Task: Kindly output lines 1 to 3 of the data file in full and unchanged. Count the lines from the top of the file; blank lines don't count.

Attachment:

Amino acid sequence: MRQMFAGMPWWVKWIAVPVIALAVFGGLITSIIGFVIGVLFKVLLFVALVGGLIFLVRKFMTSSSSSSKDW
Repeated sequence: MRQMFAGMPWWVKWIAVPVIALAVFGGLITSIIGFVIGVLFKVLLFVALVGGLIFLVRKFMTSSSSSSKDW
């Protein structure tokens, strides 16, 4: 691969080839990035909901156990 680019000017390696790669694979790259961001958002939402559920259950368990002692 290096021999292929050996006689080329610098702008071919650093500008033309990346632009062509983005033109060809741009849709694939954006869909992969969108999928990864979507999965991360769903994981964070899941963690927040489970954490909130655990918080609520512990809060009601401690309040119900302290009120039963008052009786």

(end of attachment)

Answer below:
Amino acid sequence: MRQMFAGMPWWVKWIAVPVIALAVFGGLITSIIGFVIGVLFKVLLFVALVGGLIFLVRKFMTSSSSSSKDW
Repeated sequence: MRQMFAGMPWWVKWIAVPVIALAVFGGLITSIIGFVIGVLFKVLLFVALVGGLIFLVRKFMTSSSSSSKDW
């Protein structure tokens, strides 16, 4: 691969080839990035909901156990 680019000017390696790669694979790259961001958002939402559920259950368990002692 290096021999292929050996006689080329610098702008071919650093500008033309990346632009062509983005033109060809741009849709694939954006869909992969969108999928990864979507999965991360769903994981964070899941963690927040489970954490909130655990918080609520512990809060009601401690309040119900302290009120039963008052009786």